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Releasing Trauma and Stress Safely: The Somatic Awareness and Release Method (SARM)

Updated: Nov 18, 2018

All mammals are born with the capacity to release trauma and stress through body movement.

Imagine a dog napping on a sidewalk on a busy residential street. The dog dozes in a state of bliss, oblivious to trucks and cars careening by. Suddenly, a biker hurtling down the street at high speed comes to a screeching stop in front of the napping pup. Dog and biker jump backwards with a howl. The dog eyes the biker, then shakes itself vigorously for several seconds as though coming out of a bath. It trots off with a spring in its step as if the near catastrophe never happened.

The dog used the shaking movement to release the trauma as soon as it occurred. Mammals of all types allow their bodies to process trauma this way: cats, deer, and raccoons, for example.

Unfortunately, as intelligent as humans can be in our minds, we have been conditioned to lose the innate intelligence of our bodies. This represses the body’s natural way of releasing stress and trauma. For example, we are given sedatives at hospitals to stop the shaking of shock after a car accident. Our bodies naturally tremble when we feel big emotions, but we may feel like others are staring at us when we tremble. Few people are taught to allow these sensations.

Dog shaking after cold water
A dog shakin' it out to recover from the shock of cold water.

Trauma and the Brain

Traumatic situations temporarily turn off the part of the brain responsible for clear thinking and executive reasoning, the frontal lobe. Bringing it back online requires a bottom-up approach that engages body first. The frontal lobe’s turned back on once there is a connection to the body. This is called entering the “window of tolerance”, where we are neither anxious/panicked nor frozen/shut down. The window of tolerance provides stability in navigating difficult situations.

Somatic Awareness & Release Method

The Somatic Awareness & Release Method (SARM), developed by hOMe PYM founder Caroline Culverhouse, MSS, LSW, E-RYT, provides a body-first method to bring us back into the window of tolerance where the frontal lobe can guide us. It offers movement patterns that safely release areas of the body that are frozen, collapsed, or congested due to trauma or stress. The movements are safe and accessible for everyone.

When a client becomes dysregulated, the practitioner gently guides the client to notice how their body is feeling, then offers a subtle way to move as the body wishes to move. The movements are effective at calming the mind, relaxing the body, and producing the neurogenic tremors that release trauma that has been trapped in the body, sometimes for decades.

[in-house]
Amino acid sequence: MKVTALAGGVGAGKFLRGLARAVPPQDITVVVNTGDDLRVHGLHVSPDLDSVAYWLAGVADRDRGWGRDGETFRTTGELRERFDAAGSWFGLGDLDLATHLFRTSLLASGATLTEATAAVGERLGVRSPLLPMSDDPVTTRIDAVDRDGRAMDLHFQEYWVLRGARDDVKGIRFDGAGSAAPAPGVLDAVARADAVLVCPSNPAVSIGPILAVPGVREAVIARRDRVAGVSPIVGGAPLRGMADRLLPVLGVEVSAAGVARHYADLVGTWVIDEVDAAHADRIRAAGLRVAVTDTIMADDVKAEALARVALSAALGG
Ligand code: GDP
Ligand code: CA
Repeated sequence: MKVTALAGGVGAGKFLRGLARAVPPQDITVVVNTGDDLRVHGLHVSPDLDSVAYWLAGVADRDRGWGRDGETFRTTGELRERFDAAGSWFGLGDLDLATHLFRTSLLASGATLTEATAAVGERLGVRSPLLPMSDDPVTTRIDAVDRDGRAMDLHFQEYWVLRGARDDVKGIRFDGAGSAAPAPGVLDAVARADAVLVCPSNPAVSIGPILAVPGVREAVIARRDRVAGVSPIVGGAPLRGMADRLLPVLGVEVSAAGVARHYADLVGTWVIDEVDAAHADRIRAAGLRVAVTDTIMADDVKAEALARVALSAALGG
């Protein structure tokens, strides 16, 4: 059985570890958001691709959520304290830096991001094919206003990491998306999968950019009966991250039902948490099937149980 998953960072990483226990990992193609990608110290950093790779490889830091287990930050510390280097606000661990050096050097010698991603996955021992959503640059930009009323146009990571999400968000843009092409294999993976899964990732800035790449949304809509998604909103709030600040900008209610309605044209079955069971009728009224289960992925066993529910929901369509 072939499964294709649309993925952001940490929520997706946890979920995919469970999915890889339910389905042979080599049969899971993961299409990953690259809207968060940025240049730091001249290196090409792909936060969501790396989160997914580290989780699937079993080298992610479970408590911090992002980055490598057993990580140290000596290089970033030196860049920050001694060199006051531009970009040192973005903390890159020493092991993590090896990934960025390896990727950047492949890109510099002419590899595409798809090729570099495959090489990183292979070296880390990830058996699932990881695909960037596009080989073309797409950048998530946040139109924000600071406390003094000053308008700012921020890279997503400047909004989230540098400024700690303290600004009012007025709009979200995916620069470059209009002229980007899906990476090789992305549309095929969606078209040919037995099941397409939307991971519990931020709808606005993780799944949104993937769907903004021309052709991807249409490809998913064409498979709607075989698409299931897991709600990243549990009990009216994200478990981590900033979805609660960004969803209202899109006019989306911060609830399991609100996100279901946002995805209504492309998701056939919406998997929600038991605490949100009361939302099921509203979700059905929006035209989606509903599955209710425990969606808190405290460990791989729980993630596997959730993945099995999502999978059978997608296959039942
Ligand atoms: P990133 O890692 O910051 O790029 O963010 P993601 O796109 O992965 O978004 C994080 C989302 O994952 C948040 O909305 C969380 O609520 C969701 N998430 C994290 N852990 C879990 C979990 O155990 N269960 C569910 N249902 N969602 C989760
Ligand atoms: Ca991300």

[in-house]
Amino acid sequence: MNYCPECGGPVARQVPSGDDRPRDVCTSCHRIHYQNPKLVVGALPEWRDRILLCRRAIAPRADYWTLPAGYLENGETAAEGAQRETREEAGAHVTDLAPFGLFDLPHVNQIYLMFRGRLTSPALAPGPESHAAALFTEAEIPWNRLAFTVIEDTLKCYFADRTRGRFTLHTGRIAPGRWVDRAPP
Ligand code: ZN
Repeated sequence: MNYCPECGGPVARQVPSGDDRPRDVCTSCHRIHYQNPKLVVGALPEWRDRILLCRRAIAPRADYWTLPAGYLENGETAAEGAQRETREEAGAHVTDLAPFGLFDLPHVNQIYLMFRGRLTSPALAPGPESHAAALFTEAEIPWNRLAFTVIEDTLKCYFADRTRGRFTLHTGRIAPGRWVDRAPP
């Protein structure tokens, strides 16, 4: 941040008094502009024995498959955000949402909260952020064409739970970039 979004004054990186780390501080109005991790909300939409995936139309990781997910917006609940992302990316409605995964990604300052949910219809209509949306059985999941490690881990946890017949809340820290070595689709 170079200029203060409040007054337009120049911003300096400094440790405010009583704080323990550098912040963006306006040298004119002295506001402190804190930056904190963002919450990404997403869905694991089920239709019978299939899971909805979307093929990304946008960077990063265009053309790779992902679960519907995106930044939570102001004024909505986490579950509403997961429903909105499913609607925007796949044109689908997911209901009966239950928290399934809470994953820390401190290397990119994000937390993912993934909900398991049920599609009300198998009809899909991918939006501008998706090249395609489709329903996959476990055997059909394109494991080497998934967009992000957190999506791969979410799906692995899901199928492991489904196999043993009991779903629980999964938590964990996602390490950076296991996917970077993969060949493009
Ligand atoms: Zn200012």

The foundational SARM movement practices include swaying, rocking, bouncing, pulsing, spiraling, squeezing, grounding and shaking. In particular, it incorporates pre-verbal patterns of soothing used by attuned caregivers of infants, babies, and toddlers. The method also uses specific yoga poses to directly stretch and release the areas of the body that hold the most trauma and stress, including the hips, shoulders, tops of the legs, and back of the head.

Culverhouse developed SARM over a decade working with traumatized clients and with her sensory-oriented daughter. She integrated her training in yoga and breathwork with her education in the foundations of trauma therapy established by leading trauma researchers such as Peter Levine, Janina Fisher, Bessel Van der Kolk, and Babette Rothschild to provide a safe, gentle, accessible method for regulating the body.

One SARM exercise to try at home is to turn on gentle music and let your body move as if there were a baby in your arms. Does your body rock back and forth? Do you sway? Do you gently bounce? For the entire song, allow your body to move as it intuitively does. Engage fully with your breath.

Anyone can use SARM methods to help themselves work with the mind-body connection. Mental health professionals, bodyworkers, physical therapists, and other body-mind-spirit professionals will find benefits in using the method to help distressed clients to calm and to regulate.

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